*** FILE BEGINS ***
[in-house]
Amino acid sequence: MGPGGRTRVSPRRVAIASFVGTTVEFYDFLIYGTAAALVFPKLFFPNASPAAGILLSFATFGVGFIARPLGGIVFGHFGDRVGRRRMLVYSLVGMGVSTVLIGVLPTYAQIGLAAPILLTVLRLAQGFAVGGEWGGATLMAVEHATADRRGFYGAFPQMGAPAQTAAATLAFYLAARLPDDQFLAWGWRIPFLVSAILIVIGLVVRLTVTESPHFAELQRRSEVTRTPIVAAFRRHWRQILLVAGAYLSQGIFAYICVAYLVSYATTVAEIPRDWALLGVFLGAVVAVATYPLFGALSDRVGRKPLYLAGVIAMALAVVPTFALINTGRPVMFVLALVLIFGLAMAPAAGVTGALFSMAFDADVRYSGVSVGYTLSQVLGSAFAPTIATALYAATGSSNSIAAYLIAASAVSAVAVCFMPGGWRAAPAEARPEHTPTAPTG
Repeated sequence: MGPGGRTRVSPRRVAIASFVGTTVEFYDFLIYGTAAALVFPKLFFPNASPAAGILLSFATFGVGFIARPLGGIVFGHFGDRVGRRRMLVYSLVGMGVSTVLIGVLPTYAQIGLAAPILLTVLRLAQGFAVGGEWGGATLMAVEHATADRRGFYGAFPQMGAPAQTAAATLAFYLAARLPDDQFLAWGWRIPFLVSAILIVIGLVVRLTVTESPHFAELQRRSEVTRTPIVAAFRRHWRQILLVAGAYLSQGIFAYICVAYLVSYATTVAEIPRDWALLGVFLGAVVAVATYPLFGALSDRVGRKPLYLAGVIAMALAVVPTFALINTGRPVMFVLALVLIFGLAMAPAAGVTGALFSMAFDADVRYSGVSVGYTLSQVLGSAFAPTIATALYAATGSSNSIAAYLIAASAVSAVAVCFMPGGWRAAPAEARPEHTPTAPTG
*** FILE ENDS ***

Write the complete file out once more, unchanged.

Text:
[in-house]
Amino acid sequence: MGPGGRTRVSPRRVAIASFVGTTVEFYDFLIYGTAAALVFPKLFFPNASPAAGILLSFATFGVGFIARPLGGIVFGHFGDRVGRRRMLVYSLVGMGVSTVLIGVLPTYAQIGLAAPILLTVLRLAQGFAVGGEWGGATLMAVEHATADRRGFYGAFPQMGAPAQTAAATLAFYLAARLPDDQFLAWGWRIPFLVSAILIVIGLVVRLTVTESPHFAELQRRSEVTRTPIVAAFRRHWRQILLVAGAYLSQGIFAYICVAYLVSYATTVAEIPRDWALLGVFLGAVVAVATYPLFGALSDRVGRKPLYLAGVIAMALAVVPTFALINTGRPVMFVLALVLIFGLAMAPAAGVTGALFSMAFDADVRYSGVSVGYTLSQVLGSAFAPTIATALYAATGSSNSIAAYLIAASAVSAVAVCFMPGGWRAAPAEARPEHTPTAPTG
Repeated sequence: MGPGGRTRVSPRRVAIASFVGTTVEFYDFLIYGTAAALVFPKLFFPNASPAAGILLSFATFGVGFIARPLGGIVFGHFGDRVGRRRMLVYSLVGMGVSTVLIGVLPTYAQIGLAAPILLTVLRLAQGFAVGGEWGGATLMAVEHATADRRGFYGAFPQMGAPAQTAAATLAFYLAARLPDDQFLAWGWRIPFLVSAILIVIGLVVRLTVTESPHFAELQRRSEVTRTPIVAAFRRHWRQILLVAGAYLSQGIFAYICVAYLVSYATTVAEIPRDWALLGVFLGAVVAVATYPLFGALSDRVGRKPLYLAGVIAMALAVVPTFALINTGRPVMFVLALVLIFGLAMAPAAGVTGALFSMAFDADVRYSGVSVGYTLSQVLGSAFAPTIATALYAATGSSNSIAAYLIAASAVSAVAVCFMPGGWRAAPAEARPEHTPTAPTG